People with hepatitis C virus (HCV) and chronic kidney disease (CKD) who are on dialysis likely lower their risk of death by treating the virus, Healio reports.
Publishing their findings in the Journal of Hepatology, researchers analyzed 2001 to 2013 data on 45,222 people with HCV in Sweden identified through national patient registries. They compared these individuals by matching them five to one with HCV-negative controls from the general population—202,694 individuals all told.
During a cumulative 280,123 years of follow-up among those with hep C, 2.5 percent (1,077) were diagnosed with CKD, compared with 0.7 percent (1,454) of the matched controls, about whom there was a cumulative 1.5 million years of follow-up. This meant that the CKD diagnosis rate was four times higher among those with hep C than those without.
There was a 3.3- to 7-fold higher chance that those with HCV would go on dialysis compared with those who did not have the virus.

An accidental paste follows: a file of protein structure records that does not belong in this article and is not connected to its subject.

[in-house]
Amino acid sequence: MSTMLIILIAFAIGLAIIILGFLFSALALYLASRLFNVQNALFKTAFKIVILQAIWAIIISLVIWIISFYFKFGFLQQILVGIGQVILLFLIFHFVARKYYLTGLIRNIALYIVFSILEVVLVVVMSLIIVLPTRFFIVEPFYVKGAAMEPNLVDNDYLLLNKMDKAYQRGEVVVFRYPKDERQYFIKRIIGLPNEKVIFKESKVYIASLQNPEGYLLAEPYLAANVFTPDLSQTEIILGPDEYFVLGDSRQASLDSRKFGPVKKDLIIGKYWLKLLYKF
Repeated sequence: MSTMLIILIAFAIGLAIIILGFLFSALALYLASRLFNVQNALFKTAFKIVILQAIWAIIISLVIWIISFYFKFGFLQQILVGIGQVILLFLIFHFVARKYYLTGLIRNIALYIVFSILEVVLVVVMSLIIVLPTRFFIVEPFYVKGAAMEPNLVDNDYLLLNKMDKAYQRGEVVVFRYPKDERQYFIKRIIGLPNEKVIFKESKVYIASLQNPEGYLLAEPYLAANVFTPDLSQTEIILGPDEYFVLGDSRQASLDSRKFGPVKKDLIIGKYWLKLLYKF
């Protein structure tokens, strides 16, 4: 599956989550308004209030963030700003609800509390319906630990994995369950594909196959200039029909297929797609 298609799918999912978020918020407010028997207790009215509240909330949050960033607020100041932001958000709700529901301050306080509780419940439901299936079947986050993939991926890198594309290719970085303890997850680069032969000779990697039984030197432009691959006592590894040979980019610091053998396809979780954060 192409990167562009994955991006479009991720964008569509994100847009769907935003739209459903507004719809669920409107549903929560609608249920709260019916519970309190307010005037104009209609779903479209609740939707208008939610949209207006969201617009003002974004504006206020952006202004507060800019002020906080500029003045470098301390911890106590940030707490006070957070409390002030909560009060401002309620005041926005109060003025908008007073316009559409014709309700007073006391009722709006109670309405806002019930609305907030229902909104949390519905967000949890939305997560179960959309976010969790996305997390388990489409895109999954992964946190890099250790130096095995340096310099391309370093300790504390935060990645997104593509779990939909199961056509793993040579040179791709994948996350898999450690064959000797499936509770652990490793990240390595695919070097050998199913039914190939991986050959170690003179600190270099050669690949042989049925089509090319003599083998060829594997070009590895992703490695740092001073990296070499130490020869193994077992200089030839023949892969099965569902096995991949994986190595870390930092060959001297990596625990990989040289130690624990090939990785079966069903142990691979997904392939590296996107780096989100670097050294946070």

Of the 268 people with hep C who did go on dialysis, 45 received treatment for hep C, 27 of them after they started dialysis. Out of the total group of people with hep C on dialysis, 24 percent of those who were treated for hep C died during follow-up compared with 56 percent of those who were not treated. Treating the virus before an individual started dialysis did not factor into the chances of survival.
After adjusting the data for age, kidney transplantation and acute kidney disease, the researchers found that among those with hep C who were on dialysis, not treating the virus was associated with a 2.9-fold increased risk of death compared with treating HCV.
To read the Healio article, click here.
To read the study, click here.